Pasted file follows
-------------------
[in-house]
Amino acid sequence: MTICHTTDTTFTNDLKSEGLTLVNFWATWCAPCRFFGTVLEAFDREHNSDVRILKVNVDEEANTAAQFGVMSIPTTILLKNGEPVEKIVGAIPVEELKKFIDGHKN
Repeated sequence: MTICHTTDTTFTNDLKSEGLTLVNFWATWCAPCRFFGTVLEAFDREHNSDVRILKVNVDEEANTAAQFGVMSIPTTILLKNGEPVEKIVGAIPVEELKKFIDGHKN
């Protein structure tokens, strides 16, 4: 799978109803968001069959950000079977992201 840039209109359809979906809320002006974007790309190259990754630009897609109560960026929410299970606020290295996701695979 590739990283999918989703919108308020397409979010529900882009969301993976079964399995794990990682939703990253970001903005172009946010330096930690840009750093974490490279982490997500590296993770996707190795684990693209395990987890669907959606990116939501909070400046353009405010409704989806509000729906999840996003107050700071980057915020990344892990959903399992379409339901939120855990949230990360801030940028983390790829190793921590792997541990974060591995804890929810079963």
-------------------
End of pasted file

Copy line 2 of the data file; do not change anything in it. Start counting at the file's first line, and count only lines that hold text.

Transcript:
Amino acid sequence: MTICHTTDTTFTNDLKSEGLTLVNFWATWCAPCRFFGTVLEAFDREHNSDVRILKVNVDEEANTAAQFGVMSIPTTILLKNGEPVEKIVGAIPVEELKKFIDGHKN